Stacks Image 453

Old-Growth Alaska Cedars in Echo Basin

Fifteen thousand years ago, the Cascade Range was covered with a massive ice cap, up to a half-mile thick and extending 170 miles from Mt. Hood south to Mt. McLoughlin. As the climate warmed, a disjunct population of Alaska yellow cedars was left behind in a unique glacial bowl, known as Echo Basin, where cold air collects and pools. Just an hour’s drive from Bend, this basin and its old-growth cedars can be explored on a 2.5-mile loop hike, along with alpine meadows and glorious wildflower displays in late spring and summer.

Getting to Know Alaska Cedars
Range map of Alaska cedars
natural range of Alaska yellow cedars (Cupressus nootkatensis) is along the Pacific Coast from Prince William Sound in Alaska to northern California (see map at right). These graceful, relatively slow growing trees with shaggy bark may be the oldest living trees in the Pacific Northwest, with some known to have survived over 1,800 years. In the Echo Basin, one finds several individuals over 6 feet in diameter and likely over 600 years old, including what is believed to be the largest known Alaska cedar in Oregon.

What’s so unique about the Echo Basin that allows it to support a tree species whose prime habitat is 800 miles north in the temperate rain forests of southeast Alaska and British Columbia? As the basin is tightly enclosed by steep cliffs carved by Ice Age glaciers, and because its east-facing exposure protects it from afternoon sun, cold air can collect and pool in this bowl-shaped basin, creating a cool, moist micro-climate that is conducive to Alaska cedars’ survival.

Today the greatest threat to this species, in Alaska and British Columbia as well as the Echo Basin, is the global warming of the climate.
Needles and cone of Alaska cedar
Extensive research into large scale die-offs of Alaska cedars over the past century has concluded that these trees depend upon heavy snowpacks to insulate their shallow roots from cold winter temperatures. The impacts of climate change have resulted in thinner, less-persistent snowpacks, causing much greater susceptibility to freeze damage. Already in southeast Alaska and British Columbia, up to 70% of the standing yellow cedar population today is dead, in forests covering hundreds of square miles. What will the future hold for these grand trees in the Echo Basin?

Hiking the Echo Basin Trail
To reach the Echo Basin, only an hour’s drive from Bend, take Hwy 20 through Sisters, past Black Butte Ranch, to Santiam Pass. Nine miles beyond the pass, at the Hwy 126 junction, keep going west on Hwy 20 for 4.9 miles more to the signed turnoff for the Echo Basin Trail on the right (Forest Road 55). Follow this dirt road for 1.9 miles, as it switchbacks up into the Echo Creek watershed, to the trailhead information board on the right. There are a few deep ruts just before the trailhead, but these can be negotiated with care by most passenger cars. (See the Travel Map download below, for both driving and hiking maps).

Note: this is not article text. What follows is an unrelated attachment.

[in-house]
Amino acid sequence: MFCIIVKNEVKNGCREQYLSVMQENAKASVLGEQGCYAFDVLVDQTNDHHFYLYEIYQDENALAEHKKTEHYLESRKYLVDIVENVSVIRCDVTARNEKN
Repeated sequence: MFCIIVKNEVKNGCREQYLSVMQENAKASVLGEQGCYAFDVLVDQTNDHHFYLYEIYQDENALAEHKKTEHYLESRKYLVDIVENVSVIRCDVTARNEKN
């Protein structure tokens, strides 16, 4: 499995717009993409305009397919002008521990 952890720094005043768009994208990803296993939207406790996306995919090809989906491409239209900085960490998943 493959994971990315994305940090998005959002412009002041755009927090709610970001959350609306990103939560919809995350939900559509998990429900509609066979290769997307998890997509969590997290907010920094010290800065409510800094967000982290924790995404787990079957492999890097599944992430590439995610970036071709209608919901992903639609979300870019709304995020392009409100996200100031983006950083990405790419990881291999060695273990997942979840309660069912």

View of grove of Alaska Cedars
From the parking area, the trail starts west up the south bank of Echo Creek, and within 100 yards meets an old logging road that it follows up into the basin, through a plantation of silver firs. Look for old logging cables underfoot and for blue grouse along the trail here. At 0.8 miles, the trail forks at a wood footbridge across Echo Creek. This is the start of the loop trail around the upper basin, which is best enjoyed counter-clockwise, to the right over the footbridge. Within 100 yards, one comes to the first grove of big Alaska cedars, which is said to include the largest Alaska cedar tree in Oregon.

Past this grove, the trail climbs free of the forest and heads to the upper basin, through alder thickets and past dense stands of red cedar. The route then switchbacks steeply up the hillside, where one finds isolated Alaska cedars, some with double trunks that are 6’-8’ thick. At 1.2 miles, the trail levels out and begins a long traverse across the head of Echo Basin, first going through dry open alpine meadows, with showy wildflowers. Within 200 yards, the trail enters wet meadows with springs and seeps, which are crossed in places on wood boardwalks.
View of alpine meadows in Echo Basin
Look for rare white bog orchids, purple monkshood and pink elephant head flowers in season here.

After crossing the meadows of the upper basin, at 1.5 miles the trail begins a descent along the south side of Echo Creek, through more giant Alaska cedars, with quite a few deadfall trees across the trail. In August, look for a profusion of yellow-orange salmonberries here, a tasty trailside snack. At 1.8 miles, one arrives back at the footbridge, having completed the loop. The route is then back down the old logging road to the trailhead, the way you came.

NOTE: The loop trail around the basin is overgrown in parts, so long pants and shirt sleeves are essential for protection. Also, even in late summer, the upper meadows run with water and to avoid wet muddy boots, having a pair of light, fast-drying shoes along can be a plus.

Download (PDF, 668 KB): Photos of Echo Basin Hike
Download (PDF, 743 KB): Travel Map for Echo Basin Hike

DISCLAIMER: Every effort has been made to ensure the accuracy of this information, but the authors do not guarantee that it is either current or correct. The reader assumes full responsibility for any use of this information, and is encouraged to exercise all due caution while recreating.

Back to Blog Page